No company achieved the perfect score of 100 and only four scored a 70 or better: Canon, IBM, Nike, and the consumer foods giant Unilever. Six companies scored zero: Jones Apparel Group, CBS Corp., Burger King Holdings Inc., Darden Restaurants Inc., Wendy's International Inc. and Amazon.com. Even yogurt-maker Stonyfield Farm, which provided $500,000 in seed money for Climate Counts and whose CEO chairs the group, scored only a 63 because of lack of disclosure and lagging use of renewable energy.
Companies that scored much higher than their competitors were thrilled, of course. Coca-Cola scored a 57 compared to PepsiCo’s 26. Jeff Seabright, Coca-Cola’s vice president for environment and water resources, told the New York Times:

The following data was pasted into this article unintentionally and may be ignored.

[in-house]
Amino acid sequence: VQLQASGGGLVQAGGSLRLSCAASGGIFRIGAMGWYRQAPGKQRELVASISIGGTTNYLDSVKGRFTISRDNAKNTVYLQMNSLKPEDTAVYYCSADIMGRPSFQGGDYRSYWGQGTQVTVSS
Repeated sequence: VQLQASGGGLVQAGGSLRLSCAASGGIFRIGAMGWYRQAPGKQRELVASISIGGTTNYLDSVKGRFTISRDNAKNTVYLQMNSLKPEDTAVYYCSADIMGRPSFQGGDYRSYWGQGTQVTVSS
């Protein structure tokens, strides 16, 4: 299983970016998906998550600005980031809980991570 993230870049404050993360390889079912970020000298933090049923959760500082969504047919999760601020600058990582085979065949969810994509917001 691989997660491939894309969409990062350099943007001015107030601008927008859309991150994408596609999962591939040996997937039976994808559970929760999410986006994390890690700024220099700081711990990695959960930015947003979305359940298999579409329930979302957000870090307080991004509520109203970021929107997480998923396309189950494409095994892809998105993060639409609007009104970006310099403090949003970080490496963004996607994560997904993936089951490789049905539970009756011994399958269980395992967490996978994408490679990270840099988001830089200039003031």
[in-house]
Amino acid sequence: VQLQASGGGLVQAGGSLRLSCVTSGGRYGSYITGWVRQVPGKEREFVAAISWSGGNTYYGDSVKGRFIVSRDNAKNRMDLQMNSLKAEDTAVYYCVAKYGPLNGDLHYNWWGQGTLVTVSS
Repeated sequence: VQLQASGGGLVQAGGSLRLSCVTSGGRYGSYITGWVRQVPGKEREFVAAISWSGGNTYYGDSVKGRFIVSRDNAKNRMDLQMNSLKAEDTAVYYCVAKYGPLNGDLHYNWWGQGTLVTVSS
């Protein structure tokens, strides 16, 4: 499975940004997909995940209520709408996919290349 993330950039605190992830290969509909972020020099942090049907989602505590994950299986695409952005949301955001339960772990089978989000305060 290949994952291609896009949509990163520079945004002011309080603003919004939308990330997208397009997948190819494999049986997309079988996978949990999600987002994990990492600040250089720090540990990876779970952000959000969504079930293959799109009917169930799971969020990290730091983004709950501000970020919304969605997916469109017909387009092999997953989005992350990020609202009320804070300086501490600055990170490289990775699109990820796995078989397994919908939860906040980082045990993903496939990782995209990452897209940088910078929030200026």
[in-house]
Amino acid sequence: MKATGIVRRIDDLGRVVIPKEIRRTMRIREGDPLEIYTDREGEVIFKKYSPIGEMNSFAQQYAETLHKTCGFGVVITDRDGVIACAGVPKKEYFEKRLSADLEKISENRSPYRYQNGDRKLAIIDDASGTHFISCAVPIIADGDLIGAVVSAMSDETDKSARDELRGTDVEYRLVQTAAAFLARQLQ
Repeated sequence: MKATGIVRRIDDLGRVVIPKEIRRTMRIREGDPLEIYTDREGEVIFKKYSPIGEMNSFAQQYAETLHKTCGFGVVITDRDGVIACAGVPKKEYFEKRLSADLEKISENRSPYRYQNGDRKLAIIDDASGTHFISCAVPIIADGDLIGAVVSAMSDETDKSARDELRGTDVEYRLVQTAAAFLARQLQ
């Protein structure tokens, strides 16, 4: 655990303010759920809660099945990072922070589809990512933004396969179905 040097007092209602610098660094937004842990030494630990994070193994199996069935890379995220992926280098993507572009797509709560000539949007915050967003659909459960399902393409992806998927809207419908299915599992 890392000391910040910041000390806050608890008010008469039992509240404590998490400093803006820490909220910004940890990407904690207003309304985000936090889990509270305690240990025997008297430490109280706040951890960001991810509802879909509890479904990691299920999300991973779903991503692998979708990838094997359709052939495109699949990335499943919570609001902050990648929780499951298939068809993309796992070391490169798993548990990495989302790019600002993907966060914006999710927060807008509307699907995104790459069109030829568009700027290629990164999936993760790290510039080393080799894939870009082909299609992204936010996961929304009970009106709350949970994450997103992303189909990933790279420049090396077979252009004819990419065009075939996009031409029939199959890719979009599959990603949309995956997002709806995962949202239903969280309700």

“Data shows that environment is an increasing part of informed consumer choice and this score recognizes our leadership.”Other companies were not happy with their scores, especially if they were low because of disclosure issues. Avon Products scored an 11, but its director of corporate responsibility explained that the company has been “quietly” doing the right thing by making strides in energy efficiency, recycling, and packaging reductions for years.
I’m impressed with the usability of Climate Counts information: The website has a handy pocket guide that ranks the companies by sector (making it easy to take with you shopping) and soon a company’s ranking may be available via cell phone.
Cross posted at Green Options